As I stated in the original pattern, I would love to see these starched to stiffen them, but I still haven't solved the problem of the beads becoming cloudy, and it shows even worse on these larger beads. I'm still open for suggestions if anyone has one.

So far, I've tried store-bought fabric stiffener, home-made liquid starch, and diluted craft glue. The glue dried clear on the beads, but with bumps, bubbles, and bare spots, so then I had to take the time to peel it all off of each bead.

Again, maybe they're better left as-is.

Tuesday, November 11, 2014

Yarn Tales Tuesday

Crochet Inspiration

  The designing part of my brain has become blocked again...I guess sometimes I just get burned out and need a break. The extra-busy time of the holidays is fast approaching, and I might as well take a bit of time to unwind while I still can.

  When I say "unwind", I don't mean stop. I can't stop crocheting...I think I begin to suffer symptoms of withdrawal if I'm away from yarn and a hook for too long. What I mean by "unwind" is to change things up a little. Aside from designing some new things outside of my comfort zone, I have some yarn-oriented cleaning and organizing to do, plus some yarn-related crafts I've had on hold.

  Of course, this means there could be a few less free crochet patterns being posted for a few weeks, but I'm focusing creating better projects in the meantime. While I'll be backing off of posting patterns, I'm going to be adding some new tutorials, tips, and ideas.

  Now, let's dive into my new motivation:

  One of my other biggest hobbies is gardening. You'll find me outside when I'm not buried under a pile of yarn. I have 5 acres of plants to take care of, so there's no such thing as a true "break" in my life, there's just something else to do. Whenever I develop another case of "designer's block", quitting is never the answer for me. It only means it's time do do something else!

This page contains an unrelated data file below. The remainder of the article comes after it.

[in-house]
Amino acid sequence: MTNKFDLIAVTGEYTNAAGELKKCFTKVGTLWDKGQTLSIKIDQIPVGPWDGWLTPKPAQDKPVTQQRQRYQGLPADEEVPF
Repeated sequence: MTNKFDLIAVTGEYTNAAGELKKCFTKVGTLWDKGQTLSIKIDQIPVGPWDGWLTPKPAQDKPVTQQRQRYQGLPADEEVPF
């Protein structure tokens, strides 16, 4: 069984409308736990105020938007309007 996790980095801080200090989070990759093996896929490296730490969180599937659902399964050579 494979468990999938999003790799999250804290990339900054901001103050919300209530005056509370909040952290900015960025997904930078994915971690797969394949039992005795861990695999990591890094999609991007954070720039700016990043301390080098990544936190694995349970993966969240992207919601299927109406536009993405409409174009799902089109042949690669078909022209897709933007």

I often rediscover my creativity when I'm taking care of everyday life tasks. The Fmelted Plarn Toothbrush Holder was invented when my wall-mounted toothbrush holder fell off while I was cleaning it. My Deca-stitch Cowl 2.0 was created in the favorite color of a dear friend who passed, and these Men's Fingerless Mitts were designed in the middle of a cold winter for my other half. Life usually jumps in and provides a reason for me to create something new.

  But lately, Life has stepped back and given me the time to design what I want to design. I've been experimenting with flowers, headbands, and some jewelry. Until now...I only have one project in design queue, but it's something very large that I can't begin until I can afford all of the material at one time. Hopefully I can create some new stuff before I finish posting my recent group of patterns.

  So as I mentioned, it's time to go do something else. Winter is on it's way, and I need to be taking care of my plants and making sure the animals will be cozy. I often carry my camera with me when I'm out on the property, and I've been snapping some great photos of nature in my backyard.

  Coincidentally, I've found my inspiration after all. What better muse is there for creativity than Mother Nature? The bold, beautiful colors and many fascinating shapes found outdoors often lend their influence to design. Why not use them in my crochet?

  I'm not talking about recreating plants and animals; I've already covered that. I'm thinking something more along the lines of an afghan with stitches and colors revolving around the interesting image of this recent thunderstorm:

  I love the contrast of the blue/gray sky against the rich green of the grass and the dramatic lines in the clouds. Unfortunately, the spiderweb-like orange and yellow lightning streaking across the sky wasn't captured in the picture, but I'd like to find a way to also work it into the design.

  And if that's not inspiring enough, I've have plans for the following photo, too. I'd like to create a garment of some kind, I just haven't made up my mind over what it will be.

    Perhaps you can give me some hints about what you'd like to see. Why not take some inspiration from my readers, too? I can't make everything for everybody, but I sure could use a jump-start right now.

  Use the comments section to leave a suggestion for what you think I should make next. Would you like to see a tutorial for something? I'm up for a challenge, so don't hesitate!

  Has something in nature ever inspired you to design your own crochet pattern? Do you get the motivation to create from everyday life situations? Let us know about it with a comment or by sharing a link to your own post.